Provided courtesy of the Laureate International Network of Universities.

Note: The approximate length of this media piece is 2 minutes.

Accessible player
Credit: Provided courtesy of the Laureate International Network of Universities.
Laureate Education (Producer). (2015f). Therapies change and integrate different
approaches over time [Video file]. Baltimore, MD: Author.
Provided courtesy of the Laureate International Network of Universities.

Note: The approximate length of this media piece is 1 minute.

Accessible player
Credit: Provided courtesy of the Laureate International Network of Universities.

Sommers-Flanagan, J., & Sommers-Flanagan, R. (2012). Clinical interview: Intake,
assessment, & therapeutic alliance [Video file]. Mill Valley, CA: Psychotherapy.net.

Sommers-Flanagan, J., & Sommers-Flanagan, R. (2013). Counseling and psychotherapy
theories in context and practice [Video file]. Mill Valley, CA: Psychotherapy.net.

Discussion: Does Psychotherapy Have a Biological Basis?
Many studies have found that psychotherapy is as effective as psychopharmacology in
terms of influencing changes in behaviors, symptoms of anxiety, and changes in mental
state. Changes influenced by psychopharmacology can be explained by the biological basis
of treatments. But how does psychotherapy achieve these changes? Does psychotherapy
share common neuronal pathways with psychopharmacology? For this Discussion,
consider whether psychotherapy also has a biological basis.
Learning Objectives
Students will:

 Evaluate biological basis of psychotherapy treatments
 Analyze influences of culture, religion, and socioeconomics on personal perspectives
of psychotherapy treatments
To prepare:
 Review this week’s Learning Resources.
 Reflect on foundational concepts of psychotherapy.
Note: For this Discussion, you are required to complete your initial post before you will be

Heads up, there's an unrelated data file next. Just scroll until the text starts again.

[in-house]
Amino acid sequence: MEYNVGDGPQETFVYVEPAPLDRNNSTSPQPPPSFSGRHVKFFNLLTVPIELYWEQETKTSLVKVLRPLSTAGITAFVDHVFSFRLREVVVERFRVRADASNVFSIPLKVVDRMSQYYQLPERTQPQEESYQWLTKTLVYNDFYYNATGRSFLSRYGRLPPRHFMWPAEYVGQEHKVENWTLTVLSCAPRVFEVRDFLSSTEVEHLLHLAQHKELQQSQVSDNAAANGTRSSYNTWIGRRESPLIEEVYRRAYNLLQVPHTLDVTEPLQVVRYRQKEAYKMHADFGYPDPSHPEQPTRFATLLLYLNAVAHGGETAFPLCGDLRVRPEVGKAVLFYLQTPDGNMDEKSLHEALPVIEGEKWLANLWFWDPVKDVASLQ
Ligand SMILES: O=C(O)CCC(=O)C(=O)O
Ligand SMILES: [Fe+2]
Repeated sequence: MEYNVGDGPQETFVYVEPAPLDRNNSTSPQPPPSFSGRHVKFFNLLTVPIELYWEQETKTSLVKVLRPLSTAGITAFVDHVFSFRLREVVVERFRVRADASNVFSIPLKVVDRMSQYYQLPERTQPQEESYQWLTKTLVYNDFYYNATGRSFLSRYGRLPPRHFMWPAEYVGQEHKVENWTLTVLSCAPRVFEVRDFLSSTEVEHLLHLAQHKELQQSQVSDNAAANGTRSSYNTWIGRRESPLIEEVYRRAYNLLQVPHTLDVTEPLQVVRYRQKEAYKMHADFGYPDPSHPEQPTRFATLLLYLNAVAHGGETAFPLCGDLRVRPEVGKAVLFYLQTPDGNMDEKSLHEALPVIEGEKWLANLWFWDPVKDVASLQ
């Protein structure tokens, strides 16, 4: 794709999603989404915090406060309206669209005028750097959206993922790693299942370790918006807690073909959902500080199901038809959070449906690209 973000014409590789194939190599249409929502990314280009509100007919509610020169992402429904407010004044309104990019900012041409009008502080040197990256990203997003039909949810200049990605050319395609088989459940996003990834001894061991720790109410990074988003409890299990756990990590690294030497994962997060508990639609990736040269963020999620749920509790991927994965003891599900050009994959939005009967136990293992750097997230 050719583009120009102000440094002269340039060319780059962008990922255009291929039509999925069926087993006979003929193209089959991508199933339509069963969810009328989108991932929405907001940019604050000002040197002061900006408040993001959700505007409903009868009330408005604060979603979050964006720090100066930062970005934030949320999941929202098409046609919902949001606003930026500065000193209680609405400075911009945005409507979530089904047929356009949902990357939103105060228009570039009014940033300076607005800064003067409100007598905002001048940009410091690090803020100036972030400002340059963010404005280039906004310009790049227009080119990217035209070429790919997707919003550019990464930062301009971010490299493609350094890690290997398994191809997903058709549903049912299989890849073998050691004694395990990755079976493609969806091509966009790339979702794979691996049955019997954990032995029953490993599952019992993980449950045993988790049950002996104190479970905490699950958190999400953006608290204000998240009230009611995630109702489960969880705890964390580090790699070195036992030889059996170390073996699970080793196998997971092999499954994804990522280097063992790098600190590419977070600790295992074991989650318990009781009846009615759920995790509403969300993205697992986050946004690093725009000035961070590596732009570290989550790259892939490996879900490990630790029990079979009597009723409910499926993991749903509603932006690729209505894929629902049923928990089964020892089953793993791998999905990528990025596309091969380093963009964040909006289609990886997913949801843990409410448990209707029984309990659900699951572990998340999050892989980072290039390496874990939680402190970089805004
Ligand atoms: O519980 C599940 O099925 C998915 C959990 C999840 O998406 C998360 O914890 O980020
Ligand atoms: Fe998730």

able to view and respond to your colleagues’ postings. Begin by clicking on the "Post to
Discussion Question" link and then select "Create Thread" to complete your initial post.
Remember, once you click Submit, you cannot delete or edit your own posts, and cannot post
anonymously. Please check your post carefully before clicking Submit!
By Day 3
Post an explanation of whether psychotherapy has a biological basis. Explain how culture,
religion, and socioeconomics might influence one’s perspective of the value of
psychotherapy treatments. Support your rationale with evidence-based literature.
Read a selection of your colleagues' responses.
By Day 6
Respond to at least two of your colleagues by providing an additional scholarly resource
that supports or challenges their position along with a brief explanation of the resource.
Submission and Grading Information
Grading Criteria
To access your rubric:
Week 1 Discussion Rubric
Post by Day 3 and Respond by Day 6

To participate in this Discussion:
Week 1 Discussion

Week in Review
Now that you have:

 Evaluated the biological basis of psychotherapy treatments
 Analyzed the influence of culture, religion, and socioeconomics on personal
perspectives of psychotherapy treatments
 Analyzed nursing and counseling theories to guide practice in psychotherapy
Next week, you will:
 Analyze psychometric properties of assessment tools
 Evaluate appropriate use of assessment tools in psychotherapy
 Compare assessment tools used in psychotherapy
Next Week

To go to the next week:
Week 2